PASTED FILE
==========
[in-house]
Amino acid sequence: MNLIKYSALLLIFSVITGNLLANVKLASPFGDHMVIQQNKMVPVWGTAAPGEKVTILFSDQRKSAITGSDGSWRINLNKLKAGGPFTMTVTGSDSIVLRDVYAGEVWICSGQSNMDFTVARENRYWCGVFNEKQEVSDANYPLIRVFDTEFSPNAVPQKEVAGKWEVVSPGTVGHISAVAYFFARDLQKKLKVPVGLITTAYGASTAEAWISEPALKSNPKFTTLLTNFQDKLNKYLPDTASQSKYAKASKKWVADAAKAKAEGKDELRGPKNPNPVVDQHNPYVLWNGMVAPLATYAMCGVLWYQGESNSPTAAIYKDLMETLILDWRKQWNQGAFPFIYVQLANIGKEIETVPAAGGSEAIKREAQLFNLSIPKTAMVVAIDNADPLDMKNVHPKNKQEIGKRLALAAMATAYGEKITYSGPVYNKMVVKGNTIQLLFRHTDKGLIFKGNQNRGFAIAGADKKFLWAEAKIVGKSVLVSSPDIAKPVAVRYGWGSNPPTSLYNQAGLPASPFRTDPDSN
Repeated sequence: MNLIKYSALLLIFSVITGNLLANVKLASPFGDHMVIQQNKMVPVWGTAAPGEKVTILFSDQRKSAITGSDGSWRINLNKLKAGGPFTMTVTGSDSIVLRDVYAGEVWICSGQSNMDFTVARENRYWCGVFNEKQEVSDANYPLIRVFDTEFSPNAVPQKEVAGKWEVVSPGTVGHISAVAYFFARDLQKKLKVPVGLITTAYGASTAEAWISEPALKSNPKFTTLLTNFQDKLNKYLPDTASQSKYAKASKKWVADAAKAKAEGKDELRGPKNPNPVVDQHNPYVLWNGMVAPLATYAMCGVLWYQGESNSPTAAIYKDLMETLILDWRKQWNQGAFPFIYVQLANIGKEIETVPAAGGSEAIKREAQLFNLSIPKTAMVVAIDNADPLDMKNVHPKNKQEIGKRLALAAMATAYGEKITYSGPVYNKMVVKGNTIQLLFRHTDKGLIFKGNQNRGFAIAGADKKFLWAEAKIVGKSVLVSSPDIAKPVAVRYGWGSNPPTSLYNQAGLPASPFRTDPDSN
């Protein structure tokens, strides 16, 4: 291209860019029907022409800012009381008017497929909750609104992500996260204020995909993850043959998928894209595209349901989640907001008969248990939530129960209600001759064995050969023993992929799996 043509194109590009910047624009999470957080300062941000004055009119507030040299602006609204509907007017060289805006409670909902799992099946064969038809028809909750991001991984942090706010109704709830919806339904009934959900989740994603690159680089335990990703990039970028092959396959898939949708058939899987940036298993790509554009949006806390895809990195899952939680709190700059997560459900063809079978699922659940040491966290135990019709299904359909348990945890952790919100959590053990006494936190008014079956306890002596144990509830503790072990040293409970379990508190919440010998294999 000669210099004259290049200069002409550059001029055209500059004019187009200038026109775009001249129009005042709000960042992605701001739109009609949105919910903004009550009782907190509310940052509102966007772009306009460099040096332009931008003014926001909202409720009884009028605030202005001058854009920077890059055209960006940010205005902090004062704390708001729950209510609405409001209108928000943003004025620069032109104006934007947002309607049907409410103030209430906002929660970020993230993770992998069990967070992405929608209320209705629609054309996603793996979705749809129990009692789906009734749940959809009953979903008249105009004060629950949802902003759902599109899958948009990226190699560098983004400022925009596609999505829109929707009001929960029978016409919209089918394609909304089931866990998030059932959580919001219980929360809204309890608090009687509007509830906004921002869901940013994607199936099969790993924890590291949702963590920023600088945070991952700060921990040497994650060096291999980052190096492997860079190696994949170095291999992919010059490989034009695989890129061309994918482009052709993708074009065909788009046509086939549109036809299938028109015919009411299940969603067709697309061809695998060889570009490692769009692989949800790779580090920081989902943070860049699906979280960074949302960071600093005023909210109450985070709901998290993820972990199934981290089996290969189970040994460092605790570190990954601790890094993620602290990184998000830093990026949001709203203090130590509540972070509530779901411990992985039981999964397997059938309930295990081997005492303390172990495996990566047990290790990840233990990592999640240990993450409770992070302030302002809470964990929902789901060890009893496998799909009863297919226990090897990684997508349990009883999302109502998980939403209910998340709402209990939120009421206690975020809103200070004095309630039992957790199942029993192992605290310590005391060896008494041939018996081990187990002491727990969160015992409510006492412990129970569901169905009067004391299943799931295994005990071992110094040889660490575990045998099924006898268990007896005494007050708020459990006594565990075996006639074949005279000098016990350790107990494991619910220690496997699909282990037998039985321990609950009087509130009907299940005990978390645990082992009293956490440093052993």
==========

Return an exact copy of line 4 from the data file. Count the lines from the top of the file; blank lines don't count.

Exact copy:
């Protein structure tokens, strides 16, 4: 291209860019029907022409800012009381008017497929909750609104992500996260204020995909993850043959998928894209595209349901989640907001008969248990939530129960209600001759064995050969023993992929799996 043509194109590009910047624009999470957080300062941000004055009119507030040299602006609204509907007017060289805006409670909902799992099946064969038809028809909750991001991984942090706010109704709830919806339904009934959900989740994603690159680089335990990703990039970028092959396959898939949708058939899987940036298993790509554009949006806390895809990195899952939680709190700059997560459900063809079978699922659940040491966290135990019709299904359909348990945890952790919100959590053990006494936190008014079956306890002596144990509830503790072990040293409970379990508190919440010998294999 000669210099004259290049200069002409550059001029055209500059004019187009200038026109775009001249129009005042709000960042992605701001739109009609949105919910903004009550009782907190509310940052509102966007772009306009460099040096332009931008003014926001909202409720009884009028605030202005001058854009920077890059055209960006940010205005902090004062704390708001729950209510609405409001209108928000943003004025620069032109104006934007947002309607049907409410103030209430906002929660970020993230993770992998069990967070992405929608209320209705629609054309996603793996979705749809129990009692789906009734749940959809009953979903008249105009004060629950949802902003759902599109899958948009990226190699560098983004400022925009596609999505829109929707009001929960029978016409919209089918394609909304089931866990998030059932959580919001219980929360809204309890608090009687509007509830906004921002869901940013994607199936099969790993924890590291949702963590920023600088945070991952700060921990040497994650060096291999980052190096492997860079190696994949170095291999992919010059490989034009695989890129061309994918482009052709993708074009065909788009046509086939549109036809299938028109015919009411299940969603067709697309061809695998060889570009490692769009692989949800790779580090920081989902943070860049699906979280960074949302960071600093005023909210109450985070709901998290993820972990199934981290089996290969189970040994460092605790570190990954601790890094993620602290990184998000830093990026949001709203203090130590509540972070509530779901411990992985039981999964397997059938309930295990081997005492303390172990495996990566047990290790990840233990990592999640240990993450409770992070302030302002809470964990929902789901060890009893496998799909009863297919226990090897990684997508349990009883999302109502998980939403209910998340709402209990939120009421206690975020809103200070004095309630039992957790199942029993192992605290310590005391060896008494041939018996081990187990002491727990969160015992409510006492412990129970569901169905009067004391299943799931295994005990071992110094040889660490575990045998099924006898268990007896005494007050708020459990006594565990075996006639074949005279000098016990350790107990494991619910220690496997699909282990037998039985321990609950009087509130009907299940005990978390645990082992009293956490440093052993």